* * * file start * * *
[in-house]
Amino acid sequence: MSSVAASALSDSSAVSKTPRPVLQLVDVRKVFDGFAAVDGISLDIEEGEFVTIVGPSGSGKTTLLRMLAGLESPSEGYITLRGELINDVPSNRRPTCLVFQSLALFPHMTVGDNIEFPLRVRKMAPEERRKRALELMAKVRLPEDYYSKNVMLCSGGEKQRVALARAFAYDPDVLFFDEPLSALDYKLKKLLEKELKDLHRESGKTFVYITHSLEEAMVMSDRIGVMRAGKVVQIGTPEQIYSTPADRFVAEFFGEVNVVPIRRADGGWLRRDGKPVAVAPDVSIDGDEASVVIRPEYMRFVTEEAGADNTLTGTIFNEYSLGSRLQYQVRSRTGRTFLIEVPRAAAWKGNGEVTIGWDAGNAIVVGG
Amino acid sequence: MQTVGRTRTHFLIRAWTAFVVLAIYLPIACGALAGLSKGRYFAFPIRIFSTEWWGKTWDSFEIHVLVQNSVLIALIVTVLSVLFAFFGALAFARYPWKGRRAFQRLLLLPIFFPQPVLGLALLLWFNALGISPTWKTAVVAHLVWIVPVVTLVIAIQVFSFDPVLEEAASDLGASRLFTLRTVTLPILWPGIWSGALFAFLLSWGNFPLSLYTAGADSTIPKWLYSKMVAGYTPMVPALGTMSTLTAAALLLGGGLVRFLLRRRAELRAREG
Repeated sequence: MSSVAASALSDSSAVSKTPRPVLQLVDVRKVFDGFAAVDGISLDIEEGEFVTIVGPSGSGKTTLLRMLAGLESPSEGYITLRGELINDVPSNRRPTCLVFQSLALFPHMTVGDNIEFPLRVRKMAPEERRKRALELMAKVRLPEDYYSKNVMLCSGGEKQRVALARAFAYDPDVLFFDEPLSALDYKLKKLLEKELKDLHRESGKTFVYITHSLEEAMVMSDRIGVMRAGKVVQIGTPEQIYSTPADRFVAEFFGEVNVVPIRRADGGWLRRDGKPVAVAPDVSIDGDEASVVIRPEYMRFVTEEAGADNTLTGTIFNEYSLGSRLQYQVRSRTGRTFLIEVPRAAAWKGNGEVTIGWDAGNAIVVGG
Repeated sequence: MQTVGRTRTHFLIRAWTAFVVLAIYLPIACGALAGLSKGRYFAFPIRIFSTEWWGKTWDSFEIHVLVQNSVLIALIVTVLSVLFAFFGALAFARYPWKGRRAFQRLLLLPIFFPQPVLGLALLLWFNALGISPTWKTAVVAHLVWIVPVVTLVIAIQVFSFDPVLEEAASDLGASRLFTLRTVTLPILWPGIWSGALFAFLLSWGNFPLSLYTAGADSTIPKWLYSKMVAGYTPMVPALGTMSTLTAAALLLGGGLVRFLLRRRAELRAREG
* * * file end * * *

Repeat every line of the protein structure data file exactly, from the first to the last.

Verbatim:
[in-house]
Amino acid sequence: MSSVAASALSDSSAVSKTPRPVLQLVDVRKVFDGFAAVDGISLDIEEGEFVTIVGPSGSGKTTLLRMLAGLESPSEGYITLRGELINDVPSNRRPTCLVFQSLALFPHMTVGDNIEFPLRVRKMAPEERRKRALELMAKVRLPEDYYSKNVMLCSGGEKQRVALARAFAYDPDVLFFDEPLSALDYKLKKLLEKELKDLHRESGKTFVYITHSLEEAMVMSDRIGVMRAGKVVQIGTPEQIYSTPADRFVAEFFGEVNVVPIRRADGGWLRRDGKPVAVAPDVSIDGDEASVVIRPEYMRFVTEEAGADNTLTGTIFNEYSLGSRLQYQVRSRTGRTFLIEVPRAAAWKGNGEVTIGWDAGNAIVVGG
Amino acid sequence: MQTVGRTRTHFLIRAWTAFVVLAIYLPIACGALAGLSKGRYFAFPIRIFSTEWWGKTWDSFEIHVLVQNSVLIALIVTVLSVLFAFFGALAFARYPWKGRRAFQRLLLLPIFFPQPVLGLALLLWFNALGISPTWKTAVVAHLVWIVPVVTLVIAIQVFSFDPVLEEAASDLGASRLFTLRTVTLPILWPGIWSGALFAFLLSWGNFPLSLYTAGADSTIPKWLYSKMVAGYTPMVPALGTMSTLTAAALLLGGGLVRFLLRRRAELRAREG
Repeated sequence: MSSVAASALSDSSAVSKTPRPVLQLVDVRKVFDGFAAVDGISLDIEEGEFVTIVGPSGSGKTTLLRMLAGLESPSEGYITLRGELINDVPSNRRPTCLVFQSLALFPHMTVGDNIEFPLRVRKMAPEERRKRALELMAKVRLPEDYYSKNVMLCSGGEKQRVALARAFAYDPDVLFFDEPLSALDYKLKKLLEKELKDLHRESGKTFVYITHSLEEAMVMSDRIGVMRAGKVVQIGTPEQIYSTPADRFVAEFFGEVNVVPIRRADGGWLRRDGKPVAVAPDVSIDGDEASVVIRPEYMRFVTEEAGADNTLTGTIFNEYSLGSRLQYQVRSRTGRTFLIEVPRAAAWKGNGEVTIGWDAGNAIVVGG
Repeated sequence: MQTVGRTRTHFLIRAWTAFVVLAIYLPIACGALAGLSKGRYFAFPIRIFSTEWWGKTWDSFEIHVLVQNSVLIALIVTVLSVLFAFFGALAFARYPWKGRRAFQRLLLLPIFFPQPVLGLALLLWFNALGISPTWKTAVVAHLVWIVPVVTLVIAIQVFSFDPVLEEAASDLGASRLFTLRTVTLPILWPGIWSGALFAFLLSWGNFPLSLYTAGADSTIPKWLYSKMVAGYTPMVPALGTMSTLTAAALLLGGGLVRFLLRRRAELRAREG